George Lawrence Graves, born in1840 in Henry County GA, moved with his wife Mary Jane to farmland east of Norcross in 1876, and they and their descendants are well-remembered in that area, with Graves Road, Graves County Park and the soon-to-open Avery Graves School all carrying their name. Their son George William Graves, known as GW or Will, farmed the same land as his father. He married Hattie Lee Ola Purcell in 1908, and Ms. Ola sold eggs, milk and home churned butter from their home. Together they raised three sons, Avery, Lawrence and Fred. 

Avery Graves, born in 1909, attended the elementary grades at the Glover School, near his home, before attending schools in Decatur and Norcross. After study at Oglethorpe University and the University of Georgia he served as a teacher, coach and administrator in the Gwinnett, Dekalb and City of Calhoun school systems. He was ordained as a Baptist minister and served as a chaplain during World War II. He played baseball as a young man, and worked to preserve Norcross baseball history in his later years. He and his wife Myrtle Dickens Graves had five children.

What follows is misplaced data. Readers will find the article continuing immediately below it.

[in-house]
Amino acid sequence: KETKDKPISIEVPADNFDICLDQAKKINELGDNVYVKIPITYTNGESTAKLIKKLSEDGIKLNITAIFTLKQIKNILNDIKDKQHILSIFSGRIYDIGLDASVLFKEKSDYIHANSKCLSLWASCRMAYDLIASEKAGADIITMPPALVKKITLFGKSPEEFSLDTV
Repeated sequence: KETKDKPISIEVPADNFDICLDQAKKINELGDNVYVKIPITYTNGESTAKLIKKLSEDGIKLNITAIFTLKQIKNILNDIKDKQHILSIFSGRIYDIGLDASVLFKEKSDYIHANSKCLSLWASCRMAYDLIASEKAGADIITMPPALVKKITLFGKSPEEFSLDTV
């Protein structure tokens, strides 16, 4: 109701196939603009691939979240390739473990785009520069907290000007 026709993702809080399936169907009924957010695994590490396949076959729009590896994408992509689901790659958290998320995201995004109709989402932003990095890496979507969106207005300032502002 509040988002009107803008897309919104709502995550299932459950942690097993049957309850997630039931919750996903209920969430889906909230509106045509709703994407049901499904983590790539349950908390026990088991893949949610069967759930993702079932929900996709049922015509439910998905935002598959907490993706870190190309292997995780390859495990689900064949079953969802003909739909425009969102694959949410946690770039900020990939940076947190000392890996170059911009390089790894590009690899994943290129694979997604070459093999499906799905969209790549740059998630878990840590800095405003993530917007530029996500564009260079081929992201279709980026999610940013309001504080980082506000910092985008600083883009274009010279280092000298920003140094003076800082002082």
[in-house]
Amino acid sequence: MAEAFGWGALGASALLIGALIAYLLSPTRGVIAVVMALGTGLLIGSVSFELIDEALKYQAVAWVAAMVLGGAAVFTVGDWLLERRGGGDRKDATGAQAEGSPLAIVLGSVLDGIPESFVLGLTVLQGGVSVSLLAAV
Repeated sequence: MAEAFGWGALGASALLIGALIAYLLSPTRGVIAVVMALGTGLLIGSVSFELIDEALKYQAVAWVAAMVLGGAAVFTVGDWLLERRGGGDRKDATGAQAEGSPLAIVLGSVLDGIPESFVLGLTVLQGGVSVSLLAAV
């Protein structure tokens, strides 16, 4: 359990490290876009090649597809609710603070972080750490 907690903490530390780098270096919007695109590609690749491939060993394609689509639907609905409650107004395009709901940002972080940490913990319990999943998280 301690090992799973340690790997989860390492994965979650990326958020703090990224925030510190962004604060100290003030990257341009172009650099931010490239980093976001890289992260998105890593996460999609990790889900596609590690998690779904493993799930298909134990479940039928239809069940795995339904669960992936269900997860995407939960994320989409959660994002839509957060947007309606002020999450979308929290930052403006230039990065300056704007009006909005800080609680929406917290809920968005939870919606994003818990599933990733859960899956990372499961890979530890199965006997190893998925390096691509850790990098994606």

Lawrence Graves, born in 1911, married Fannie Warbington, a member of a pioneer Gwinnett family, in 1930, and they raised three children on the Graves property. He worked for many years at the Chevrolet assembly plant in Atlanta, and followed his passion for gospel singing on the weekends, traveling with his family around Georgia to “sings” held in many locations, even staging them at their house. He was born and died in the same room in the family home.Fred Graves, born in 1922, attended Glover School as well, and recalled that after the school burned to the ground around 1932 the families in the area rebuilt it themselves – the residents harvested trees from their farms for lumber, and local resident W. R. Lietch allowed them to use his sawmill to prepare the wood. Fred also recalled that when he was a young boy he accompanied his father to Norcross  on a trip that included a visit to the bank there.Gus McDaniel, the Cashier, asked the young boy to come to the back to see something of interest. They made their way to the vault, and the Cashier pulled out a $1000.00 bill, a vast sum of money in those days, to show the young man. Fred finished high school in Tucker and served in the Pacific campaign during World War II; after the war he worked at the auto assembly plant in Doraville for many years, and married his wife Betty Staples Adams later in life.”